Cow’s milk = ‘good source of protein’
A glass of cow’s milk has a decent serving of protein compared to it’s other milk counterparts. If dairy works for you, it’s a great option. But protein is found in almost every whole food. So when it comes to finding a source of protein that works for you, you’re in luck. From seafood, poultry, and meats, to vegetables and legumes… your options are plenty.
‘It’s better to drink low-fat versions’
There seems to be a fear of fat flying around. Eating fat doesn’t make you fat, and thankfully, that concept is becoming slowly re-accepted once again. There are various theories about why we’ve labeled fat as the enemy; anything from big business conspiracies to misguidance by leaders. Instead of blaming, it’s more productive to find a solution, don’t you think? The first step is knowing fat is not the villain. (Again, a conversation for another day)
Dairy-specific, one finger points towards the high saturated fat content in whole milk, which can raise the level of cholesterol in your blood, possibly increasing heart disease and stroke. But the research connecting cholesterol levels and increased risk is muddled. New thinking argues that full-fat is better.
Your Skin And Dairy
You may have heard it before, “I gave up dairy and now have the best skin of my life!” The culprit? Hormones. Our bodies are delicate exploding volcanoes of biological processes and hormonal fluctuations. This balance has a heavy connection with our complexion, causing breakouts and other skin problems when it’s out of whack. I have enough trouble regulating my own hormones, I see no need to throw extra injected-in-cow hormone into that mix.
On my ‘no sugar’ challenge, I cut out dairy for over a month. One day, I had a tiny glass of yogurt, and the next morning I was greeted by two huge red spots on my face. It’s 100% possible it had nothing to do with the dairy, but just to be safe, #dairyfree.
If you’re struggling with skin issues, try cutting out dairy for awhile.
Two of my friends are dating each other. One was completely fine with dairy. The other was dairy-free. Living together, the couple got used to not having any dairy. A year later, the one that was fine with dairy, had a glass of regular milk, and spent the rest of the day making multiple trips to the bathroom and moaning of stomach cramps like a teenage girl with PMS.
Had he become lactose intolerant?
Lactose intolerance means that you can’t metabolize lactose properly. (Different from a milk allergy) It’s usually because they don’t make enough lactase, an enzyme produced by the digestive system. Lactose is found in milk, and other dairy products. Symptoms may include bloating, gas, and diarrhea. Some reports say that around 75% of the world’s population is lactose intolerant, with higher percentages among certain races (asians – hello).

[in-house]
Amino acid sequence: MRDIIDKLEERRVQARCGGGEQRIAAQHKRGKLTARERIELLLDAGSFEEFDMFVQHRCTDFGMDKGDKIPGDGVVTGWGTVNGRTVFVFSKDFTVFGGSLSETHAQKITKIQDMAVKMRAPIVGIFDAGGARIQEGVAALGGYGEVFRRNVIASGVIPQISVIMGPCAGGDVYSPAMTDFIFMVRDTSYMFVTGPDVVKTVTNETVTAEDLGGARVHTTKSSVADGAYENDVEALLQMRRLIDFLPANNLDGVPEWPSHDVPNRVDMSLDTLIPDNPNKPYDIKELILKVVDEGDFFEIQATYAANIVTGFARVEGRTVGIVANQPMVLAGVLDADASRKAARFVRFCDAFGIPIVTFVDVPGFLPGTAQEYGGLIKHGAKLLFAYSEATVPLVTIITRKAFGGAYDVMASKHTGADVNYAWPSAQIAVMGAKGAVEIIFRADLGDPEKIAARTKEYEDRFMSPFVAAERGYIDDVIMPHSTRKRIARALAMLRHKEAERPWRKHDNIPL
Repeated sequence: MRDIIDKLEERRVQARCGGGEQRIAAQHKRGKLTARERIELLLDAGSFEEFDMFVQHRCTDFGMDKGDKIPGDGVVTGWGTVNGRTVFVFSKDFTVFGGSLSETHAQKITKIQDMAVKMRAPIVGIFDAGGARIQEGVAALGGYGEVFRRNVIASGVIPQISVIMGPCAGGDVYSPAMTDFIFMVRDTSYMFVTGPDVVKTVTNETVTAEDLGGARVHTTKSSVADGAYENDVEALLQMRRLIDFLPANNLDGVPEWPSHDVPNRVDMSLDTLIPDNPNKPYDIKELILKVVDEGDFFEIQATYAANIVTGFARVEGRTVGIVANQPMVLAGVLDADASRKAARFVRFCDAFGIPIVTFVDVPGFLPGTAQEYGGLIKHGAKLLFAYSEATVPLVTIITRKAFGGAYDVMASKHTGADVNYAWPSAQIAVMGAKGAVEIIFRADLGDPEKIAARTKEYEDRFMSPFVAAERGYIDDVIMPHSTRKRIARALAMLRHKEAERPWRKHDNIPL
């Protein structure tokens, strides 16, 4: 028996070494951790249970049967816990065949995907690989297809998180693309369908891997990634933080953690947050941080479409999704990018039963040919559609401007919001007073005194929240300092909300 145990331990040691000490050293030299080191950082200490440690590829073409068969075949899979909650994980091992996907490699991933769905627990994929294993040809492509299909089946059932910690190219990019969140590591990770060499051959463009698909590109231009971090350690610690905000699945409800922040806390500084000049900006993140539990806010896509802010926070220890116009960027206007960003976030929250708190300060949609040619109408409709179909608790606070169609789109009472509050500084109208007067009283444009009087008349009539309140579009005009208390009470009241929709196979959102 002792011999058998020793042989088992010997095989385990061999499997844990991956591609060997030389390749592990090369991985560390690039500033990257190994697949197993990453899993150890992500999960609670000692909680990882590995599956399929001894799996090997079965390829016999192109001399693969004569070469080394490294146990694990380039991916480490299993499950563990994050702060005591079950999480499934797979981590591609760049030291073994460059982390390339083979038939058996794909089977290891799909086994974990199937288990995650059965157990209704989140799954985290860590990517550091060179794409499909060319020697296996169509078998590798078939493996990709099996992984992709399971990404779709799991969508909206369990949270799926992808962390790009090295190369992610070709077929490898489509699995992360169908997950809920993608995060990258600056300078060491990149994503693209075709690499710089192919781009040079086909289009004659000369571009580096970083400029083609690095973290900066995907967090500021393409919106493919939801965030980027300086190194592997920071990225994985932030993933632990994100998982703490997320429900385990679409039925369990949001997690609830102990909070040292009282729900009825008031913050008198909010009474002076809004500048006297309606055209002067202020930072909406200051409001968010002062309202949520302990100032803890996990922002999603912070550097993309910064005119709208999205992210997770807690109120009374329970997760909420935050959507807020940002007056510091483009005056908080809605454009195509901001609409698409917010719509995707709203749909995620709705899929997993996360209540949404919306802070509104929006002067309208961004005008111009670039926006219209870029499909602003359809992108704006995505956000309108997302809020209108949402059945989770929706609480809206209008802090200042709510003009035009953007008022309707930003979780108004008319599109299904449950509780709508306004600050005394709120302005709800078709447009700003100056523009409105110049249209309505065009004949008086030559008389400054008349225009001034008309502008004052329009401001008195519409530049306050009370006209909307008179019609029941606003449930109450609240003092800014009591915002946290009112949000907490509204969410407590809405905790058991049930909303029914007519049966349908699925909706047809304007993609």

I avoid dairy, simply because of the stomach discomfort it causes me. But hey, I love ice cream, and when I eat it I seem to be fine. So either my mental desire and adoration of the sweet treat is stronger than my biological reaction, or i’m mistaken about my intolerance and choose to be a whiny health-nut anyways.
Since lactase is something that you produce, it’s possible that your digestive system will down-regulate the creation if you stop ingesting lactose. Why would your body make an enzyme if it’s not being put to use? Lactose intolerance is a swirl of genetics, background, and lifestyle. So it’s up to personal trial-and-error to figure out what’s going to be best for you.
If you decide to ditch dairy altogether (like I’ve decided to do for a while), the dairy-free product market is growing fast. There’s a lot of fun products!
Alternatives To Dairy
It’s a serious struggle to find alternatives for milk in Japan, especially at coffee shops. Living here now for over a year, asking a cafe if they offer dairy-free milk is like slamming your head into a wall and being surprised when you get a headache. Some grocery stores sell soy and almond milk though, yay.
If you’re in a country that drives on the wrong side of the road, you may have more dairy-free options. Almond, soy (be wary), cashew, rice, hemp, coconut, walnut, pea, etc. etc. milk products line the shelves. Who knew that peas lactated? Anyways, it’s never been easier to ditch the dairy. What a time to be alive.
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Do you have trouble with dairy? What are your favorite dairy alternative products? Let me know in the comments 🙂